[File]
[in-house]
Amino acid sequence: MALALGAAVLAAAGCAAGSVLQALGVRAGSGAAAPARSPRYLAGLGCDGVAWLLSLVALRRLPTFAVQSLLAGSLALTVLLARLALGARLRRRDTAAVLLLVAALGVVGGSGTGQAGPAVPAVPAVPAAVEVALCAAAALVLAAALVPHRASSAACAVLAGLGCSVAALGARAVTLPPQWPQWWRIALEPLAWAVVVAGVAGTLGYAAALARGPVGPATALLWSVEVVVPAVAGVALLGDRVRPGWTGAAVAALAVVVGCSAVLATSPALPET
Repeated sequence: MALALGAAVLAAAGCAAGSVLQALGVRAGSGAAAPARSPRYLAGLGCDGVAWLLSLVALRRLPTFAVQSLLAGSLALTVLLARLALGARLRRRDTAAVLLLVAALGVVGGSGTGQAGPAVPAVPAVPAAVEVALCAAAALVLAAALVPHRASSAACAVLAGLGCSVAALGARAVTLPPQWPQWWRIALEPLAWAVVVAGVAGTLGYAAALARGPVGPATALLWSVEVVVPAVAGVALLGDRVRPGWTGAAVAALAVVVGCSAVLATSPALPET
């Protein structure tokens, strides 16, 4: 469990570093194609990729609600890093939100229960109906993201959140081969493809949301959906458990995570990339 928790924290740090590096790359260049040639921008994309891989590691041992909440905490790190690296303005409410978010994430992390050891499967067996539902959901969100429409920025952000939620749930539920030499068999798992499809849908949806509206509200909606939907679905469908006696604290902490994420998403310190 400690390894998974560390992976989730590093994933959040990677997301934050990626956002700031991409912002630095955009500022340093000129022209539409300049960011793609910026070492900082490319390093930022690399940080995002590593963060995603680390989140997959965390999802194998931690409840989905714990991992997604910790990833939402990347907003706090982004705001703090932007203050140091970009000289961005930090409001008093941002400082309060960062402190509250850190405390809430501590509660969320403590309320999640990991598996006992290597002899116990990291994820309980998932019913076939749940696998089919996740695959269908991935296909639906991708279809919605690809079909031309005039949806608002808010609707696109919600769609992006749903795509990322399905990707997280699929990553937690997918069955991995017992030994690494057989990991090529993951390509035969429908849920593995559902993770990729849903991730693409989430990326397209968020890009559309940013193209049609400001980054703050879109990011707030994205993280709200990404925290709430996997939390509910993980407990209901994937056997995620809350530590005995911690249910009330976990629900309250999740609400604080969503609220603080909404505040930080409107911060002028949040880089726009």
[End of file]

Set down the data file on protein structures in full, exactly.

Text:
[in-house]
Amino acid sequence: MALALGAAVLAAAGCAAGSVLQALGVRAGSGAAAPARSPRYLAGLGCDGVAWLLSLVALRRLPTFAVQSLLAGSLALTVLLARLALGARLRRRDTAAVLLLVAALGVVGGSGTGQAGPAVPAVPAVPAAVEVALCAAAALVLAAALVPHRASSAACAVLAGLGCSVAALGARAVTLPPQWPQWWRIALEPLAWAVVVAGVAGTLGYAAALARGPVGPATALLWSVEVVVPAVAGVALLGDRVRPGWTGAAVAALAVVVGCSAVLATSPALPET
Repeated sequence: MALALGAAVLAAAGCAAGSVLQALGVRAGSGAAAPARSPRYLAGLGCDGVAWLLSLVALRRLPTFAVQSLLAGSLALTVLLARLALGARLRRRDTAAVLLLVAALGVVGGSGTGQAGPAVPAVPAVPAAVEVALCAAAALVLAAALVPHRASSAACAVLAGLGCSVAALGARAVTLPPQWPQWWRIALEPLAWAVVVAGVAGTLGYAAALARGPVGPATALLWSVEVVVPAVAGVALLGDRVRPGWTGAAVAALAVVVGCSAVLATSPALPET
């Protein structure tokens, strides 16, 4: 469990570093194609990729609600890093939100229960109906993201959140081969493809949301959906458990995570990339 928790924290740090590096790359260049040639921008994309891989590691041992909440905490790190690296303005409410978010994430992390050891499967067996539902959901969100429409920025952000939620749930539920030499068999798992499809849908949806509206509200909606939907679905469908006696604290902490994420998403310190 400690390894998974560390992976989730590093994933959040990677997301934050990626956002700031991409912002630095955009500022340093000129022209539409300049960011793609910026070492900082490319390093930022690399940080995002590593963060995603680390989140997959965390999802194998931690409840989905714990991992997604910790990833939402990347907003706090982004705001703090932007203050140091970009000289961005930090409001008093941002400082309060960062402190509250850190405390809430501590509660969320403590309320999640990991598996006992290597002899116990990291994820309980998932019913076939749940696998089919996740695959269908991935296909639906991708279809919605690809079909031309005039949806608002808010609707696109919600769609992006749903795509990322399905990707997280699929990553937690997918069955991995017992030994690494057989990991090529993951390509035969429908849920593995559902993770990729849903991730693409989430990326397209968020890009559309940013193209049609400001980054703050879109990011707030994205993280709200990404925290709430996997939390509910993980407990209901994937056997995620809350530590005995911690249910009330976990629900309250999740609400604080969503609220603080909404505040930080409107911060002028949040880089726009």